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7. Tenofovir Alafenamide Approved for Hepatitis B


In November the U.S. Food and Drug Administration (FDA) approved tenofovir alafenamide (TAF) for the treatment of hepatitis B, offering a new option that is easier on the bones and kidneys than the older version of tenofovir.

Gilead Science's tenofovir disoproxil fumarate (TDF or Viread) is among the most effective antiviral drugs for hepatitis B and the most widely used antiretrovirals for HIV. It is generally considered safe and well-tolerated, but it can cause bone loss soon after starting therapy and can lead to kidney problems in susceptible individuals.

TAF is a new pro-drug formulation that produces high levels of the active drug in liver cells and CD4 T-cells with smaller doses than TDF, which means lower concentrations in the blood and less drug exposure for the kidneys, bones, and other organs and tissues.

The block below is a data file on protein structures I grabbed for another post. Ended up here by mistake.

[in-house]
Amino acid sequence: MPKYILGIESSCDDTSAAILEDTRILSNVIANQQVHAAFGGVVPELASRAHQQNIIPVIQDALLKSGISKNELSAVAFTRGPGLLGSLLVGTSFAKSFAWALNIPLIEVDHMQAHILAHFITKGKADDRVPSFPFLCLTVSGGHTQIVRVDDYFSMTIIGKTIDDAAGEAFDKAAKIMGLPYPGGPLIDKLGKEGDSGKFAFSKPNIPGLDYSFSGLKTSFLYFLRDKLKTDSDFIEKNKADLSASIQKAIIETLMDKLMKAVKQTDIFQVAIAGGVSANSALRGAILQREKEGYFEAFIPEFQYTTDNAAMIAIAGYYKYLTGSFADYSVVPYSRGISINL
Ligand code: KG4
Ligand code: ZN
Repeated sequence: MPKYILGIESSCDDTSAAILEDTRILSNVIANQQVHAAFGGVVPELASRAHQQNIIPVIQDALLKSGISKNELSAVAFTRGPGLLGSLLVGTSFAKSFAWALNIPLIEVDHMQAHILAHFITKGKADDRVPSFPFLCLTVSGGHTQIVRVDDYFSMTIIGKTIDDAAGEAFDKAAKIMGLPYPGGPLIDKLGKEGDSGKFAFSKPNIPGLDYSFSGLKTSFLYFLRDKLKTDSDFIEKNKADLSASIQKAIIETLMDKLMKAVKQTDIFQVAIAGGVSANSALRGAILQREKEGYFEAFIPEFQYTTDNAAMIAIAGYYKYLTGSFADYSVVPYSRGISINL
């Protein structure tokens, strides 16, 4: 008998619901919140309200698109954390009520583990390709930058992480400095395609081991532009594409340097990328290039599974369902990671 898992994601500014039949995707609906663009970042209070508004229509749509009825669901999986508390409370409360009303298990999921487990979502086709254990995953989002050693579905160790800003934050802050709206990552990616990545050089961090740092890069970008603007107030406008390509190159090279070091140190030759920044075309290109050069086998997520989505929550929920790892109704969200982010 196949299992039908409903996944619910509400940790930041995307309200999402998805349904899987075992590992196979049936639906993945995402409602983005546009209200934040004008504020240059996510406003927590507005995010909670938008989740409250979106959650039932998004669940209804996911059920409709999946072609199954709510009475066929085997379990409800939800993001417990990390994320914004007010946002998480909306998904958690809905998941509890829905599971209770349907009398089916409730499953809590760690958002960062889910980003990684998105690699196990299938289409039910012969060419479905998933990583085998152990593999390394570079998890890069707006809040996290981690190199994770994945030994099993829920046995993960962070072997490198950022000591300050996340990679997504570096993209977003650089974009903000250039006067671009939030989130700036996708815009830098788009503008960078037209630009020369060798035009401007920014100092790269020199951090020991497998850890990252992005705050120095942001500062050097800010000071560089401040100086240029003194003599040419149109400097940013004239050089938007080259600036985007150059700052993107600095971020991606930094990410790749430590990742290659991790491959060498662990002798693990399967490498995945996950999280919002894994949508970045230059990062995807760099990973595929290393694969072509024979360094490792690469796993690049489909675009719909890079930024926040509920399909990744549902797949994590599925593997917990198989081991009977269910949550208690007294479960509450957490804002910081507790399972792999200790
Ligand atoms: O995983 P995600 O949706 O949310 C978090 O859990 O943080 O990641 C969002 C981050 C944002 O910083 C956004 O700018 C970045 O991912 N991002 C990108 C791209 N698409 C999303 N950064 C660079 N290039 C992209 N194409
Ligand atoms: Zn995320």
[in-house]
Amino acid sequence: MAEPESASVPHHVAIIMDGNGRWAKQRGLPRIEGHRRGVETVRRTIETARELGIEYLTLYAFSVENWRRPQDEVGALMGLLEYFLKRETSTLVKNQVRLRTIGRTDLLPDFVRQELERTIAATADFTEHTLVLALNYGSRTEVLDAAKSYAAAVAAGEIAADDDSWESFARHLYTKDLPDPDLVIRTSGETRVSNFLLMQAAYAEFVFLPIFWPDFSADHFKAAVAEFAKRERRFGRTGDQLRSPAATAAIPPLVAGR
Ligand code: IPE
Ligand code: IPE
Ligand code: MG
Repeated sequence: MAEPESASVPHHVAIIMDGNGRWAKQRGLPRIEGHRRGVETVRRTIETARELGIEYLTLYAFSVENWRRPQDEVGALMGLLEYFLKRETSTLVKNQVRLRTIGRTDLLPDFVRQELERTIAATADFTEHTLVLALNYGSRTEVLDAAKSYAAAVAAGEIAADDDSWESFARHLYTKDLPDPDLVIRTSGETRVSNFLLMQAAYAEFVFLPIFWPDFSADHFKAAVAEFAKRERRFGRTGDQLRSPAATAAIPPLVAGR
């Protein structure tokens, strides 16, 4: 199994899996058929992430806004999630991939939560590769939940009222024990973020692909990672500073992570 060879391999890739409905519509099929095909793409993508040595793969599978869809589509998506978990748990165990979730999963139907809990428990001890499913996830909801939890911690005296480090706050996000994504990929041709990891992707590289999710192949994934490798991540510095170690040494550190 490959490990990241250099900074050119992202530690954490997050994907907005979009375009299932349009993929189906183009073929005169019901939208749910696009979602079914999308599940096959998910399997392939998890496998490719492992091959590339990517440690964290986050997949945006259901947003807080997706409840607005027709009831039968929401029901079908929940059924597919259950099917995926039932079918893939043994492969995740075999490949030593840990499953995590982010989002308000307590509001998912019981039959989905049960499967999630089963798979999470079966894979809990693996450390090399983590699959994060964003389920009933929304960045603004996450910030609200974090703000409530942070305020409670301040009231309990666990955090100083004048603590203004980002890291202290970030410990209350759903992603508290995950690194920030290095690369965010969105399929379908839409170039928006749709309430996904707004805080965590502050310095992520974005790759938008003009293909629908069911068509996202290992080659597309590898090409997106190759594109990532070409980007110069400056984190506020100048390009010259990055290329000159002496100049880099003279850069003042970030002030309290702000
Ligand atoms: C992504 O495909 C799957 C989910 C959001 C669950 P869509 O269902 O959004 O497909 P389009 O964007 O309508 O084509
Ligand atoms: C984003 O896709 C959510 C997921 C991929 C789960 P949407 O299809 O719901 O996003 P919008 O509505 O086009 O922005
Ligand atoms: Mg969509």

Research presented at the AASLD Liver Meeting showed that TAF matches TDF for antiviral activity against hepatitis B virus (HBV) but causes less bone mineral loss. Similarly, a pair of studies presented at the EASL International Liver Congress showed that TAF is as potent against HBV as TDF, but with less effect on bone and kidney biomarkers.

The FDA had already approved 3 TAF-containing coformulations for HIV treatment -- Genvoya (elvitegravir/cobicistat/TAF/emtricitabine), Odefsey (rilpivirine/TAF/emtricitabine), and Descovy (TAF/emtricitabine). The new stand-alone 25 mg TAF tablet will be marketed under the brand name Vemlidy.

This is the first approval of a new hepatitis B therapy in several years, and advances in treatment have lagged behind the recent rapid progress in hepatitis C treatment. Other therapies further back in the pipeline presented this year include the HBV core inhibitor NVR 3-778, the nucleic acid polymers REP 2139 and REP 21656, and the therapeutic HBV vaccine GS-4774.

NEXT: 8. More Treatment Options for More Types of HCV